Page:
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Colorado Rep. Diana DeGette today followed through with her promise to introduce federal legislation to respect the will of the voters on Amendment 64. She has introduced the "Respect States' and Citizens' Rights Act of 2012."
The bill would amend 21 USC 903 of the Controlled Substance Act by adding a provision:
In the case of any State law that pertains to marijuana, no provision of this title shall be construed as indicating an intent on the part of the Congress to occupy the field in which that provision operates, including criminal penalties, to the exclusion of State law on the same subject matter, nor shall any provision of this title be construed as preempting any such State law.
Currently, section 903 reads:[More...]
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A day after Boulder DA Stan Garnett announced his office will drop pending marijuana cases involving adult possession of less than an ounce of marijuana, Denver District Attorney Mitch Morrissey announced his office will do the same.
There are about 70 cases pending in Denver that would fall under the amendment, Denver district attorney spokeswoman Lynn Kimbrough said Thursday. As those cases go through the court system, they will be reviewed for possible dismissal. This won't apply to cases where there is another charge or when the person is under age 21, she said. People who think their case may be dismissed still must appear at their court date, Kimbrough said.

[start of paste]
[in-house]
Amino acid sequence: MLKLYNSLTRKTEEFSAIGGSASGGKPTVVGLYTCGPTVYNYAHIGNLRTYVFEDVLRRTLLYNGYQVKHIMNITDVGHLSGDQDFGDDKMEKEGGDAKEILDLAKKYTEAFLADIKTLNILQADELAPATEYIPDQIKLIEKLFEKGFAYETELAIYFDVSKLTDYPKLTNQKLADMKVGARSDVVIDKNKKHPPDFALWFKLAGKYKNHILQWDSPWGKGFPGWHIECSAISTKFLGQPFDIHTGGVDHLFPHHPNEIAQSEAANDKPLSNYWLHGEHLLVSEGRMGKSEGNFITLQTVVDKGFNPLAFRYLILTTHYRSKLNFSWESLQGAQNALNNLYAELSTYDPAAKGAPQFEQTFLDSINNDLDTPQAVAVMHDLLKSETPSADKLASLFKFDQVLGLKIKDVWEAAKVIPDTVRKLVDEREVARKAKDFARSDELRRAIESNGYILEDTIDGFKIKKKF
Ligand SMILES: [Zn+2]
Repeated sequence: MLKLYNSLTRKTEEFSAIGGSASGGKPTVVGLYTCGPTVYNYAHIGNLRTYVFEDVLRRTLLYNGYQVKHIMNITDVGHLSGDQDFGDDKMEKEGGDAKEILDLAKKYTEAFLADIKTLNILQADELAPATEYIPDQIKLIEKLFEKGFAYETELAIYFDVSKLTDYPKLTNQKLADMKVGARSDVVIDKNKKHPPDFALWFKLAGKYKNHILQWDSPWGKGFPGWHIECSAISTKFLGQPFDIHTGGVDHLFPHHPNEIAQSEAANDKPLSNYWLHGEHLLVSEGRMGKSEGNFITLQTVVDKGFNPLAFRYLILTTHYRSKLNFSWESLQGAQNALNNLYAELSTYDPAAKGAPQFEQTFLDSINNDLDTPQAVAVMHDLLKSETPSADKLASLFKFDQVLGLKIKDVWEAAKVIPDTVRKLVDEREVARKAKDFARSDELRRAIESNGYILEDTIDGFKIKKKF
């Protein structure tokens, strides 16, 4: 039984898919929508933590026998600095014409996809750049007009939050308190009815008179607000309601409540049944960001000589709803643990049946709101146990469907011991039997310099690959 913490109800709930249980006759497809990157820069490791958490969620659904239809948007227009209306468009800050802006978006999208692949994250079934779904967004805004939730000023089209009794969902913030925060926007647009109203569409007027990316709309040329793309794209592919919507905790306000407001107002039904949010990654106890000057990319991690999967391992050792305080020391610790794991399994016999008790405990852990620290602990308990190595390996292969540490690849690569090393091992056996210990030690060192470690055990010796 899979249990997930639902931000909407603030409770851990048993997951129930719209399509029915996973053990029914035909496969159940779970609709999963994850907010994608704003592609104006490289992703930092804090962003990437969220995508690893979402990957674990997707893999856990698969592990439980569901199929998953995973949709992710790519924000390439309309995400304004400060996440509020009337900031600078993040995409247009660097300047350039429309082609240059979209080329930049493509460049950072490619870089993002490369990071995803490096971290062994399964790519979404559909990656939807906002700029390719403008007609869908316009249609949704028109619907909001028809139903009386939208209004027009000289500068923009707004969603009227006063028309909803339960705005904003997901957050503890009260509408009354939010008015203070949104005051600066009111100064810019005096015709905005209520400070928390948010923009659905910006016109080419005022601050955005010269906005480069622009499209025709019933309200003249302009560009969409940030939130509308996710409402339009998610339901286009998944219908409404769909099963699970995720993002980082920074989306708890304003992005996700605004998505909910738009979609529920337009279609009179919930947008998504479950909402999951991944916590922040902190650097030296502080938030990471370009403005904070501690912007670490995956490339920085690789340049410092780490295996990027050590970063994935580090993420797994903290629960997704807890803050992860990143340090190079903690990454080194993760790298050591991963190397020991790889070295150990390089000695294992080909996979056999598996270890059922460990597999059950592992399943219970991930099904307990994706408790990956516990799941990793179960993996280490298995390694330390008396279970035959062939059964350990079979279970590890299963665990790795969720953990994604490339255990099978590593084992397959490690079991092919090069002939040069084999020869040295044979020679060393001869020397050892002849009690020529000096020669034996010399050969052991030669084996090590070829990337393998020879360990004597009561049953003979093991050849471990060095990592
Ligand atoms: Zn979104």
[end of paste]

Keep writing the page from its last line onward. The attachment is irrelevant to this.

The North Metro Drug Task Force remains opposed. Its latest argument: [More...]
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Boulder County District Attorney Stan Garnett today announced his office will dismiss all pending cases charging adult possession of up to an ounce of marijuana and/or related drug paraphernalia.
District Attorney Stan Garnett will dismiss all pending criminal cases of possession of less than an ounce of marijuana, saying the overwhelming support for Amendment 64 in Boulder County makes it highly unlikely a jury would ever reach a guilty verdict in any of those cases.
"You've seen an end to mere possession cases in Boulder County under my office," Garnett said Wednesday, becoming the first Colorado district attorney to drop pot cases because Colorado voters approved Amendment 64 earlier this month.
Boulder police responded by announcing they will no longer issue citations for these offenses: [More...]